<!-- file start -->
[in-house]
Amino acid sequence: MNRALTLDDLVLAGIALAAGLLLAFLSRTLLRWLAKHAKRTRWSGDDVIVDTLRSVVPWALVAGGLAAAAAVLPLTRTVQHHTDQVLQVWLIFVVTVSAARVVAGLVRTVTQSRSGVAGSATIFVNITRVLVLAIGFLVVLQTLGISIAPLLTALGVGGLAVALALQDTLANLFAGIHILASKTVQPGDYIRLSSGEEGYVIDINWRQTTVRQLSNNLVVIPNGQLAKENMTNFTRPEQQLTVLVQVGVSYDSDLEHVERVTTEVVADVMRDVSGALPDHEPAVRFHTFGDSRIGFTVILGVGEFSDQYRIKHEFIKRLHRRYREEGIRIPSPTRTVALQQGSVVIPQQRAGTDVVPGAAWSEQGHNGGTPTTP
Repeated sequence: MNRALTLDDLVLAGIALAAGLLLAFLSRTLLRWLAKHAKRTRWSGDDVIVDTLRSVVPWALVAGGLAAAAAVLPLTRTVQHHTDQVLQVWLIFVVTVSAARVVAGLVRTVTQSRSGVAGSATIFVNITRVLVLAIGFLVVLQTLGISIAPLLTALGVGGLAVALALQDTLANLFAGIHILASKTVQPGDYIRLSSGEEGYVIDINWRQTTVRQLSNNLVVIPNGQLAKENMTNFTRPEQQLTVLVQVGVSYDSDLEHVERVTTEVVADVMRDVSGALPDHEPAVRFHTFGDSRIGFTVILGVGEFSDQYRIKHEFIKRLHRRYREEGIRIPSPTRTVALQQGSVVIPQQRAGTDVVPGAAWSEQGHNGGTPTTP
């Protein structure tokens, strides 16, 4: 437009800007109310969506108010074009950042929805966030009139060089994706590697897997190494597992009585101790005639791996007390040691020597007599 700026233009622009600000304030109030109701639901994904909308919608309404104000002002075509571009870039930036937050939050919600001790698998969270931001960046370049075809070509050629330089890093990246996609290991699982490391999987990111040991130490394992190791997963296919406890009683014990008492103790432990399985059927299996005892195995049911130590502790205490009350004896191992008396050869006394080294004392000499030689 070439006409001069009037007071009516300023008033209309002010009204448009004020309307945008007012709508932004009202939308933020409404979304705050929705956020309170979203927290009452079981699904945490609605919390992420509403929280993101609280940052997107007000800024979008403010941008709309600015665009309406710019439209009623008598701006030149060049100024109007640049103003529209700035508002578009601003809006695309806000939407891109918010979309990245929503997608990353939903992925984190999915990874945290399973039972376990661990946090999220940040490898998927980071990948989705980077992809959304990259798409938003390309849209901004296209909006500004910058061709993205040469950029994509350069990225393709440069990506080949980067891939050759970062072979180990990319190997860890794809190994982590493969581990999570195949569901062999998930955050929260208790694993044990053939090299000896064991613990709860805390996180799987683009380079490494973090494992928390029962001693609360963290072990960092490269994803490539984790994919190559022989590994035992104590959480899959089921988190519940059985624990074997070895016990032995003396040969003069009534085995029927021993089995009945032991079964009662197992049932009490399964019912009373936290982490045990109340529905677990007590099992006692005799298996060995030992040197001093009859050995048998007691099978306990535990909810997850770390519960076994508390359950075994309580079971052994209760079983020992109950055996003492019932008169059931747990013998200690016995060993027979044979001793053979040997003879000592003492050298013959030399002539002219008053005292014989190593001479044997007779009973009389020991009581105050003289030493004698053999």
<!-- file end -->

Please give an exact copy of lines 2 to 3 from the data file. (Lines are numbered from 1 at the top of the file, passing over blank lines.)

Amino acid sequence: MNRALTLDDLVLAGIALAAGLLLAFLSRTLLRWLAKHAKRTRWSGDDVIVDTLRSVVPWALVAGGLAAAAAVLPLTRTVQHHTDQVLQVWLIFVVTVSAARVVAGLVRTVTQSRSGVAGSATIFVNITRVLVLAIGFLVVLQTLGISIAPLLTALGVGGLAVALALQDTLANLFAGIHILASKTVQPGDYIRLSSGEEGYVIDINWRQTTVRQLSNNLVVIPNGQLAKENMTNFTRPEQQLTVLVQVGVSYDSDLEHVERVTTEVVADVMRDVSGALPDHEPAVRFHTFGDSRIGFTVILGVGEFSDQYRIKHEFIKRLHRRYREEGIRIPSPTRTVALQQGSVVIPQQRAGTDVVPGAAWSEQGHNGGTPTTP
Repeated sequence: MNRALTLDDLVLAGIALAAGLLLAFLSRTLLRWLAKHAKRTRWSGDDVIVDTLRSVVPWALVAGGLAAAAAVLPLTRTVQHHTDQVLQVWLIFVVTVSAARVVAGLVRTVTQSRSGVAGSATIFVNITRVLVLAIGFLVVLQTLGISIAPLLTALGVGGLAVALALQDTLANLFAGIHILASKTVQPGDYIRLSSGEEGYVIDINWRQTTVRQLSNNLVVIPNGQLAKENMTNFTRPEQQLTVLVQVGVSYDSDLEHVERVTTEVVADVMRDVSGALPDHEPAVRFHTFGDSRIGFTVILGVGEFSDQYRIKHEFIKRLHRRYREEGIRIPSPTRTVALQQGSVVIPQQRAGTDVVPGAAWSEQGHNGGTPTTP